By Simon Storey
You get a powerful impression of the culture of a school as soon as you walk in the door. It’s the little things and those invisible factors that tell you if you are welcome. When I look back on my career as a principal, it’s abundantly clear that we need to continue on the path of creating more inclusive school environments that welcome not only every child, but families and communities as well.
As a principal for two decades, I did my best to show up and be the best leader I could be. When I reflect on those years, I can see the Captain and Poet in myself and those around me.
When I think about our education system, many teachers are Captains around the emphasis that is placed on academic rigour. The Poet shows up in the teachers who make it an art form and really connect with the students. The one fundamental thing they all have in common is they let students know they care in their own authentic way. Some do this with affection and some with a quiet presence. The bottom line is that they show up for the students.
I was a Captain Principal in that I was known for setting clear expectations and for being the guy you didn’t want to disappoint. If something had to get done, it had to get done. As a principal, you have to take responsibility for everything inside the walls of your school and support your team in every way you can.
My Poet side knew that connection was everything and I invested heavily in the people around me. I spent time with teachers, students, and parents and tried my best to develop a rapport with them and make everyone feel comfortable. I listened and I was responsive. I learned early on that effective communication was vital. I not only had to show up, I had to listen.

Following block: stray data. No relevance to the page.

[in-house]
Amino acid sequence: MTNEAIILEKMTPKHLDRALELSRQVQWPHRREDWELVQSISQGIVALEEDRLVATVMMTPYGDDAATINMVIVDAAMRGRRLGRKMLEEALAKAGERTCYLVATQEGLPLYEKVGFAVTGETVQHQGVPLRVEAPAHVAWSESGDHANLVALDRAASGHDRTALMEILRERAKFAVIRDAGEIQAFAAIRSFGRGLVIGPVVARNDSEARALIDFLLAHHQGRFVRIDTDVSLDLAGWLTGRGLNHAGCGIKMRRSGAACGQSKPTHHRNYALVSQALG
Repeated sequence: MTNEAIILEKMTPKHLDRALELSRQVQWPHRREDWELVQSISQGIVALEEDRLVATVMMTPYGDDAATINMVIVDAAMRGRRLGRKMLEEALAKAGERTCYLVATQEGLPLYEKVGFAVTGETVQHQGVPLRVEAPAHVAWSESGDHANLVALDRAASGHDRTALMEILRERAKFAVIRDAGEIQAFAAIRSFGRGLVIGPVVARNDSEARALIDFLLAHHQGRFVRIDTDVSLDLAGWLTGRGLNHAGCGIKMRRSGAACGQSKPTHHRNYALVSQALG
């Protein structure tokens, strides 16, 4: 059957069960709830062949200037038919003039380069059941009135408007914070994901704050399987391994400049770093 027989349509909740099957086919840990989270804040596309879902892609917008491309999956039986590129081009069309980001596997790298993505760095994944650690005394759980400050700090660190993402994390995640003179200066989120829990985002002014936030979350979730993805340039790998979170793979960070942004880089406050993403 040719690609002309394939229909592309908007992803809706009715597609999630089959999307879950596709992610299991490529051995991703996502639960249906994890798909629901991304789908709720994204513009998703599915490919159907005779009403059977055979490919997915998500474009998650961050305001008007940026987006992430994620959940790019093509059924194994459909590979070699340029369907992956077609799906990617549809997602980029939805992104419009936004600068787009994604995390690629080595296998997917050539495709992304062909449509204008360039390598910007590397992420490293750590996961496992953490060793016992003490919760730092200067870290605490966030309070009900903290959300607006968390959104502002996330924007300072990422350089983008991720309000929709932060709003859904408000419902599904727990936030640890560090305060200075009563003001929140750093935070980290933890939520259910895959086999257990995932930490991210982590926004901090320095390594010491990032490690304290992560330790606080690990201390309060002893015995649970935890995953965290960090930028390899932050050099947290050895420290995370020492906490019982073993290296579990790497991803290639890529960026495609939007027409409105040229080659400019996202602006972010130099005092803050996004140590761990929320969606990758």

When my Captain and Poet were in harmony, I wasn’t afraid to take a stand for what was important, even if it wasn’t the popular thing to do. Although there was pressure to be the instructional leader, I knew deep down that I was the lead learner. My Captain gave me the boldness to set goals and hold people accountable but my Poet was constantly seeking a better way to serve our students. I saw each teacher’s unique strengths and quirks and encouraged them to always go further in their own development. As a creative and collaborative problem solver, I knew that bringing people together was the only way to carve a path forward. This knowledge is even more important today with the complexity of the issues faced by teachers and students.
As a principal, whenever I was asked how I accomplished a Board mandate or turned a critical situation around, it always came down to creating an engaging environment. Finding a way to reach as many staff, students, and families as possible is the ultimate formula for a strong school community.
We all have a toolkit to offer others. I respected the myriad of Captain and Poet styles and approaches my colleagues took in the classroom, in working with students at risk and in sitting down with parents to work through challenging situations. I have always valued different teaching and communication styles as they are evidence that there is no one way to learn or to be. Sometimes we need to be firm and sometimes taking a softer approach is when your real strength comes out.